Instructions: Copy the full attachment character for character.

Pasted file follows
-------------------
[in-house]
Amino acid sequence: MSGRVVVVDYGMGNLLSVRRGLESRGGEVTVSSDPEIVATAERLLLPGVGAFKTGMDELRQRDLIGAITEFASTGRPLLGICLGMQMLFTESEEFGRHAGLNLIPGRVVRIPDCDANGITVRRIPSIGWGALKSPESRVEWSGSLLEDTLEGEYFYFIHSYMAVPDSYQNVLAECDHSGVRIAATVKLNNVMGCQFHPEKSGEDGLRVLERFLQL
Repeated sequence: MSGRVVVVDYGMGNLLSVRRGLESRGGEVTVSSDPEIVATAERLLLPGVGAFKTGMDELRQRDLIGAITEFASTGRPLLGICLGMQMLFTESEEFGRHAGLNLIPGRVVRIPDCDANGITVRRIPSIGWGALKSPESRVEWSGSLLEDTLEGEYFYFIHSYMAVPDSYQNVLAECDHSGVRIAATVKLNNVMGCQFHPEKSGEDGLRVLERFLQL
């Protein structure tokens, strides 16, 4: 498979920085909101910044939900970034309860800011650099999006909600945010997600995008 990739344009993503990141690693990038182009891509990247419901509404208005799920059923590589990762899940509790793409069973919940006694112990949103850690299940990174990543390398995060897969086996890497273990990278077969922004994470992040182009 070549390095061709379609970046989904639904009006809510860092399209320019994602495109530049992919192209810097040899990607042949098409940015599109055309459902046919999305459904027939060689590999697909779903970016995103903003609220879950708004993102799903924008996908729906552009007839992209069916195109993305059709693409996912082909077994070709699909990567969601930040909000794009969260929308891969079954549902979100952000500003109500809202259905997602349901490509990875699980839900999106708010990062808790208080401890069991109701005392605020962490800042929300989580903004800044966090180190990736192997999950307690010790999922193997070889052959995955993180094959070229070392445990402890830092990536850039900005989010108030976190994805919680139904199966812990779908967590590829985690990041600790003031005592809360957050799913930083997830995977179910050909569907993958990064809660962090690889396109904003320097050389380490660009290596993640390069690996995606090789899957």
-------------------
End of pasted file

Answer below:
[in-house]
Amino acid sequence: MSGRVVVVDYGMGNLLSVRRGLESRGGEVTVSSDPEIVATAERLLLPGVGAFKTGMDELRQRDLIGAITEFASTGRPLLGICLGMQMLFTESEEFGRHAGLNLIPGRVVRIPDCDANGITVRRIPSIGWGALKSPESRVEWSGSLLEDTLEGEYFYFIHSYMAVPDSYQNVLAECDHSGVRIAATVKLNNVMGCQFHPEKSGEDGLRVLERFLQL
Repeated sequence: MSGRVVVVDYGMGNLLSVRRGLESRGGEVTVSSDPEIVATAERLLLPGVGAFKTGMDELRQRDLIGAITEFASTGRPLLGICLGMQMLFTESEEFGRHAGLNLIPGRVVRIPDCDANGITVRRIPSIGWGALKSPESRVEWSGSLLEDTLEGEYFYFIHSYMAVPDSYQNVLAECDHSGVRIAATVKLNNVMGCQFHPEKSGEDGLRVLERFLQL
């Protein structure tokens, strides 16, 4: 498979920085909101910044939900970034309860800011650099999006909600945010997600995008 990739344009993503990141690693990038182009891509990247419901509404208005799920059923590589990762899940509790793409069973919940006694112990949103850690299940990174990543390398995060897969086996890497273990990278077969922004994470992040182009 070549390095061709379609970046989904639904009006809510860092399209320019994602495109530049992919192209810097040899990607042949098409940015599109055309459902046919999305459904027939060689590999697909779903970016995103903003609220879950708004993102799903924008996908729906552009007839992209069916195109993305059709693409996912082909077994070709699909990567969601930040909000794009969260929308891969079954549902979100952000500003109500809202259905997602349901490509990875699980839900999106708010990062808790208080401890069991109701005392605020962490800042929300989580903004800044966090180190990736192997999950307690010790999922193997070889052959995955993180094959070229070392445990402890830092990536850039900005989010108030976190994805919680139904199966812990779908967590590829985690990041600790003031005592809360957050799913930083997830995977179910050909569907993958990064809660962090690889396109904003320097050389380490660009290596993640390069690996995606090789899957």